World History Chapter 10 sec 1

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English and American Revolutions
Chapter 10
Section 1
 As the lower classes began to demand more
rights, the sun set on the tranquil world of
the Enlightenment as history moved on to a
period of commotion and revolution.
 Therefore, by the late 1600s, England
would undergo two revolutions limiting the
power of the monarch.
 A new political age was dawning in England
and throughout the world.
How did the revolution start? An able leader of
England, Queen Elizabeth recognized the
importance of the goodwill of the people and of
Parliament, the lower house.
Because of her belief, after her death, Parliament,
especially the House of Commons, was
determined to increase its control over national
policy.
This move by Parliament resulted in a conflict with
the Crown that tore the nation apart.
Because Elizabeth died childless, James I, the
son of Elizabeth’s cousin, Mary, Queen of
Scots, became king.
Soon after James became king of England,
problems arose with the English Parliament.
Especially when he announced his belief in
the divine right- that monarchs derive their
power directly from God and that such
power is absolute. He lectured the
Parliament.
Such statements aroused the resentment among the members
of Parliament.
England’s unsettled religious issues only added to the tension
between Parliament and the Crown.
For example, in the 1600s most English people belonged to
the Church of England, but they had differences of opinion
about the doctrine and rituals of the Church.
One powerful group of dissenters, or opponents, within the
Church was the Puritans.
They wanted the Church to be “purified” of remaining Catholic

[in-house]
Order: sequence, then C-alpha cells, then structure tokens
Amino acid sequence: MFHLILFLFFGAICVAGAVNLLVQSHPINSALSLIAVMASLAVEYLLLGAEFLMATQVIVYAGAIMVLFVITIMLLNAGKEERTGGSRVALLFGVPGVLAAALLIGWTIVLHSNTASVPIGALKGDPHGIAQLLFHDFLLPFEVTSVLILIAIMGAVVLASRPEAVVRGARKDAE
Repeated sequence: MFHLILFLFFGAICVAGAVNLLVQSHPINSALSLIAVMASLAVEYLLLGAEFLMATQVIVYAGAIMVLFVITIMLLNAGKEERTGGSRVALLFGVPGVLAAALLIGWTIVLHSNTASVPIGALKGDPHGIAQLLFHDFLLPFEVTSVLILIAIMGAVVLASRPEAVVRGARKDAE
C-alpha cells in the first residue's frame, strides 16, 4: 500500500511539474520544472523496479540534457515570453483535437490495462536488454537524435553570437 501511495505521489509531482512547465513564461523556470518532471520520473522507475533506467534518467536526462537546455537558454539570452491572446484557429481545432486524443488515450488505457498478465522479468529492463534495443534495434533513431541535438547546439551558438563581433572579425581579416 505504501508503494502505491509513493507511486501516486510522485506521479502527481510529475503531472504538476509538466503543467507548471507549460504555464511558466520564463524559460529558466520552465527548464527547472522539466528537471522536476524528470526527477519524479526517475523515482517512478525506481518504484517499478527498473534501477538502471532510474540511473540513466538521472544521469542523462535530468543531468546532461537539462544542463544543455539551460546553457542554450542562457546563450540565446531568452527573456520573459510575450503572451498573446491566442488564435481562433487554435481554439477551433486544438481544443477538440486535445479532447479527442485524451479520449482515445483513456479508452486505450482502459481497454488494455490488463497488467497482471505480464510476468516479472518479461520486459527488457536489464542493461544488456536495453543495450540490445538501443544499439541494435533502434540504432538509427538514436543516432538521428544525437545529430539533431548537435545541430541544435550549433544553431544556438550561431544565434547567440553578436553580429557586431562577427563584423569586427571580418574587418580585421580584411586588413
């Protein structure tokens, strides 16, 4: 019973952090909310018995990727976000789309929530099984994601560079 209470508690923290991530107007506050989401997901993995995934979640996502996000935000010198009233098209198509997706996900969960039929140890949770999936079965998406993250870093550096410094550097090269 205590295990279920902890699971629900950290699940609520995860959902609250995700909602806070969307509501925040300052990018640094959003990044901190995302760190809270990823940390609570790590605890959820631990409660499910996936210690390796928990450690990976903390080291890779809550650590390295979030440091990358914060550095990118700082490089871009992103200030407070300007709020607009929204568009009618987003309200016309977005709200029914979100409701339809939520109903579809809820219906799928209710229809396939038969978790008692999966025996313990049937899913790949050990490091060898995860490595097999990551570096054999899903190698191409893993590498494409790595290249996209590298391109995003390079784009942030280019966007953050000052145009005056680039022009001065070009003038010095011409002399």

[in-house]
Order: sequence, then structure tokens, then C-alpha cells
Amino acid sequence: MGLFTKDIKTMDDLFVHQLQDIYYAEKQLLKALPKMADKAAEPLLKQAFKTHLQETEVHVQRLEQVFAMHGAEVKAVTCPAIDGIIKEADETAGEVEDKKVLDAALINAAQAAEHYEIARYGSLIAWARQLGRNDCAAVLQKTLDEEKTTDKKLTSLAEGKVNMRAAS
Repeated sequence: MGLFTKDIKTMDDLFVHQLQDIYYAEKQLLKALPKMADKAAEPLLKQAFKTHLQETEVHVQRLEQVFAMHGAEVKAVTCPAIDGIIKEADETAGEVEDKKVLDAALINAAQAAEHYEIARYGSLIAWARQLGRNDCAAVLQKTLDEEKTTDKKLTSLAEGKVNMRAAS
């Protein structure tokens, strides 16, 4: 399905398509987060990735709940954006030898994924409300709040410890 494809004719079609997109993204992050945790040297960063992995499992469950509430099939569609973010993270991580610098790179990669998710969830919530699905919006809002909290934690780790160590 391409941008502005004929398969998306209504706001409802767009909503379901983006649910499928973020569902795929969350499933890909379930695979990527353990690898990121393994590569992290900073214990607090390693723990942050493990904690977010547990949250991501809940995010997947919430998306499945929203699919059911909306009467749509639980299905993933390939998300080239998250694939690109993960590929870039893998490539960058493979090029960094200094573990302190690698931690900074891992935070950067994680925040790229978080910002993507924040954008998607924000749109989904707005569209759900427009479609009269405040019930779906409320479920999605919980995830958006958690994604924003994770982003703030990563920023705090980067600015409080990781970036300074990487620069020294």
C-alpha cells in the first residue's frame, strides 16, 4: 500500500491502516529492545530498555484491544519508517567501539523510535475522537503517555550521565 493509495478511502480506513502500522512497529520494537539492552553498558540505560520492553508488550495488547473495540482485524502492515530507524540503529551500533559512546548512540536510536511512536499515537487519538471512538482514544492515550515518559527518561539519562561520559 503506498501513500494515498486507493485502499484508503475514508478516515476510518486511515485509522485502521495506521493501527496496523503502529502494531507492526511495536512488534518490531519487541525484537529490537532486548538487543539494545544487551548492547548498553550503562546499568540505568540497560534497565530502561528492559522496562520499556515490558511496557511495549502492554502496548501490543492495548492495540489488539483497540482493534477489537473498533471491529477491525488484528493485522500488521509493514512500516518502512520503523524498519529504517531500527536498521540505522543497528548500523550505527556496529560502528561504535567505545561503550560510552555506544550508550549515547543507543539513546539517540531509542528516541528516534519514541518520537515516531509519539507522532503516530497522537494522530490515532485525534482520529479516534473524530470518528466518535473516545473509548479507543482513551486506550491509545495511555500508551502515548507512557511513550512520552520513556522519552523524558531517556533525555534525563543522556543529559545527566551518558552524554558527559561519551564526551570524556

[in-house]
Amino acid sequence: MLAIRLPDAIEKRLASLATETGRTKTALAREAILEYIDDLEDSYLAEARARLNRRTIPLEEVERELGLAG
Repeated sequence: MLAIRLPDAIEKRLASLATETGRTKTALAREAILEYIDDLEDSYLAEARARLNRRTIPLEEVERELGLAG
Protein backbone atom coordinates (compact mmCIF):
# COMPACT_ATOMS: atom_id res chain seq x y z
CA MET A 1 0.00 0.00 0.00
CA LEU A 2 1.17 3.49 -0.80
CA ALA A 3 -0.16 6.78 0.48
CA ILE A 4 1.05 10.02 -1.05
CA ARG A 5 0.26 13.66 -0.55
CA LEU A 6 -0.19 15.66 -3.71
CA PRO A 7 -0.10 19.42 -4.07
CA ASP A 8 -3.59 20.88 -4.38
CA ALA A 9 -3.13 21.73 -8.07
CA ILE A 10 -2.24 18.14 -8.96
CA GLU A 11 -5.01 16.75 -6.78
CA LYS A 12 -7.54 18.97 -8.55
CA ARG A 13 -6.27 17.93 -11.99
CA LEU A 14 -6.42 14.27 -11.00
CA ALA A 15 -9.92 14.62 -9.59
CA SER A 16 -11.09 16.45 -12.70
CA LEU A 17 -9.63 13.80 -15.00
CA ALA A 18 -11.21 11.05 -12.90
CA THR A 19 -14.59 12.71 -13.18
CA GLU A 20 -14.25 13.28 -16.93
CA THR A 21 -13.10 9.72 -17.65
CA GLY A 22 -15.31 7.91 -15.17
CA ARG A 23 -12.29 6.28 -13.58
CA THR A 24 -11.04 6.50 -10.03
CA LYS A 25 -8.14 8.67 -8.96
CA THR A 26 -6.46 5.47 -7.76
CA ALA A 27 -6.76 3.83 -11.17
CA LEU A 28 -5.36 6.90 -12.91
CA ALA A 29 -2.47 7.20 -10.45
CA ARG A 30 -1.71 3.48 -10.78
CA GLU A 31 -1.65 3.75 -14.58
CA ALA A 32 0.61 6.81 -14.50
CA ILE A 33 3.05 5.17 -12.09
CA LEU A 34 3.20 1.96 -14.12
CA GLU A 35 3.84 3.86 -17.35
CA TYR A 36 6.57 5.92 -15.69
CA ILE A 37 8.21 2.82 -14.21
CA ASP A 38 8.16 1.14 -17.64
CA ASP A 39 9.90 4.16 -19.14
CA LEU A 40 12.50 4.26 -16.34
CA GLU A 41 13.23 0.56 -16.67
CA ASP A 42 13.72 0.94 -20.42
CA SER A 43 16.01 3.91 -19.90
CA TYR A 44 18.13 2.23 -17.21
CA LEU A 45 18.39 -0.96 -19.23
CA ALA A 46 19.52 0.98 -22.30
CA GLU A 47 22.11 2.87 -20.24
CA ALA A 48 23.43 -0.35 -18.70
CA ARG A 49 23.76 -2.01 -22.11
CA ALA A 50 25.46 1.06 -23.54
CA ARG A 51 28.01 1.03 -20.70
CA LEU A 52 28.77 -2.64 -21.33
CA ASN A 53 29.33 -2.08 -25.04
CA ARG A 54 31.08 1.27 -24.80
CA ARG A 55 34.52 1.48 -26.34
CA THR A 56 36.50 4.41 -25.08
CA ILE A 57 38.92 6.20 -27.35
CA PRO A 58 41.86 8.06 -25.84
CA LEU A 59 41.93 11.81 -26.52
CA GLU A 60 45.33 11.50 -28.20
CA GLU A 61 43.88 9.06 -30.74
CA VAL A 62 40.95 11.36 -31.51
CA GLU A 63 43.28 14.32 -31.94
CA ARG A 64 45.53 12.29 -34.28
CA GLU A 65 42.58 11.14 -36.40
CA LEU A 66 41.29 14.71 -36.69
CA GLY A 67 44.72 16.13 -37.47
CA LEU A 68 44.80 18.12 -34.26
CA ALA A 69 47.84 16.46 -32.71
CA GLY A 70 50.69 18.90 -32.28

rituals and symbols.
Many Puritans in Parliament called for these reforms.
Unfortunately, James rejected the suggested changes, and in
turn warned the Puritans that if they did not conform to
the Church of England, he would force them out.
Eventually, the Puritans turned against James and many left
the land and settled in North America.
Despite his controversial ways, James did have a major
contribution to the religion and literature of the Englishspeaking world.
For instance, he had a group of scholars prepare a new
translation of the Bible from Greek and Hebrew into
English.
The new version became the best- known English version of
the Bible.
When James I died in 1625, his son Charles
became king.
Charles I inherited the country’s religious conflicts
and political divisions.
Like his father, he opposed the Puritans and
believed in the divine right of kings.
Adding to the tension, Charles eventually married a
Catholic woman.
In addition, when he asked Parliament for money to
fight a war against Spain and France, and they only
gave him a fraction of the sum he had requested,
the king dissolved Parliament immediately and
tried to raise money without its consent.
He forced landowners to give loans to the
government. When they refused, he put
them in jail.
Obviously, people were outraged by the king’s
behavior.
In addition, people were also angered by
Charles’s demand to billet, or board and
lodge, his troops in private homes, and when
he placed some areas under martial law, or
temporary military rule with limitations on
individual rights.
After all this, Parliament wanted to press changes on the king.
Therefore, in return for its approval of additional taxes to
support the war, Parliament forced Charles to sign the Petition
of Right.
The Petition severely limited Charles’s power in four ways:
 First, the king was forbidden to collect taxes or force loans
without Parliament’s consent.
 Second, the king could not imprison anyone without just
cause.
 Third, troops could not be housed in a private home against
the will of the owner.
 Fourth, the king could not declare martial law unless the
country was at war.
Charles’s desire to maintain his power, however,
was not checked by the Petition of Right
Nearly a year after Parliament had authorized funds
in return for his signature on the document,
Charles dissolved Parliament and vowed never to
call it again.
For the next 11 years, Charles ruled without the
advice or consent of the Parliament.
He continued to collect taxes and imprison
opponents ignoring the Petition of Right he had
signed.
At the same time, Charles deepened the religious
divisions within England.
He named William Laud to be Archbishop of
Canterbury, the leading official of the Church of
England.
Together, Laud and Charles persecuted the Puritans.
They denied Puritans the right to preach or to publish.
They burned Puritan writings, and punished outspoken
Puritans with public whippings.
As a result, thousands of Puritans sought religious
freedom in the English colonies in America.
Their exodus from England from 1630